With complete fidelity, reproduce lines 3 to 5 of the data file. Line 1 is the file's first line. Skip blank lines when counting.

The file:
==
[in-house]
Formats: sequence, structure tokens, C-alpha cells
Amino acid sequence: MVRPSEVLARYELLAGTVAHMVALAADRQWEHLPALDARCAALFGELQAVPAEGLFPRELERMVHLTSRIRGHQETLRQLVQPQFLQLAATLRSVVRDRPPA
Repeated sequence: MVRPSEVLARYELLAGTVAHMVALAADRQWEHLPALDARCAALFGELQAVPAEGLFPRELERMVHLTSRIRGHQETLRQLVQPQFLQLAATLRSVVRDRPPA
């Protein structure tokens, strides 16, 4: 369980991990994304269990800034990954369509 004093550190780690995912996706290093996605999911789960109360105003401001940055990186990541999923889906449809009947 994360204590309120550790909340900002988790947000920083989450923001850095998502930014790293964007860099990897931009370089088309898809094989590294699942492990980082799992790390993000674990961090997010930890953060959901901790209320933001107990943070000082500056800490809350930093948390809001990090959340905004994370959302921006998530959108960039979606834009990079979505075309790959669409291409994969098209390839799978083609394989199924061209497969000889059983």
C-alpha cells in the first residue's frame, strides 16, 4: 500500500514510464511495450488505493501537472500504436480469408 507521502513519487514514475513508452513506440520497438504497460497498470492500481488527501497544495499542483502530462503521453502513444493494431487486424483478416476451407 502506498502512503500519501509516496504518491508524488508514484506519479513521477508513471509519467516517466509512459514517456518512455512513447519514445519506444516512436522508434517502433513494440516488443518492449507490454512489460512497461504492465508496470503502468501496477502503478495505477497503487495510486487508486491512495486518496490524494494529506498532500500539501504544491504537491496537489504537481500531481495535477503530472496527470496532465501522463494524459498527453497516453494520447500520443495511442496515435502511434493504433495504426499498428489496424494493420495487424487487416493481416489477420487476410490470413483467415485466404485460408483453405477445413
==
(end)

Amino acid sequence: MVRPSEVLARYELLAGTVAHMVALAADRQWEHLPALDARCAALFGELQAVPAEGLFPRELERMVHLTSRIRGHQETLRQLVQPQFLQLAATLRSVVRDRPPA
Repeated sequence: MVRPSEVLARYELLAGTVAHMVALAADRQWEHLPALDARCAALFGELQAVPAEGLFPRELERMVHLTSRIRGHQETLRQLVQPQFLQLAATLRSVVRDRPPA
């Protein structure tokens, strides 16, 4: 369980991990994304269990800034990954369509 004093550190780690995912996706290093996605999911789960109360105003401001940055990186990541999923889906449809009947 994360204590309120550790909340900002988790947000920083989450923001850095998502930014790293964007860099990897931009370089088309898809094989590294699942492990980082799992790390993000674990961090997010930890953060959901901790209320933001107990943070000082500056800490809350930093948390809001990090959340905004994370959302921006998530959108960039979606834009990079979505075309790959669409291409994969098209390839799978083609394989199924061209497969000889059983």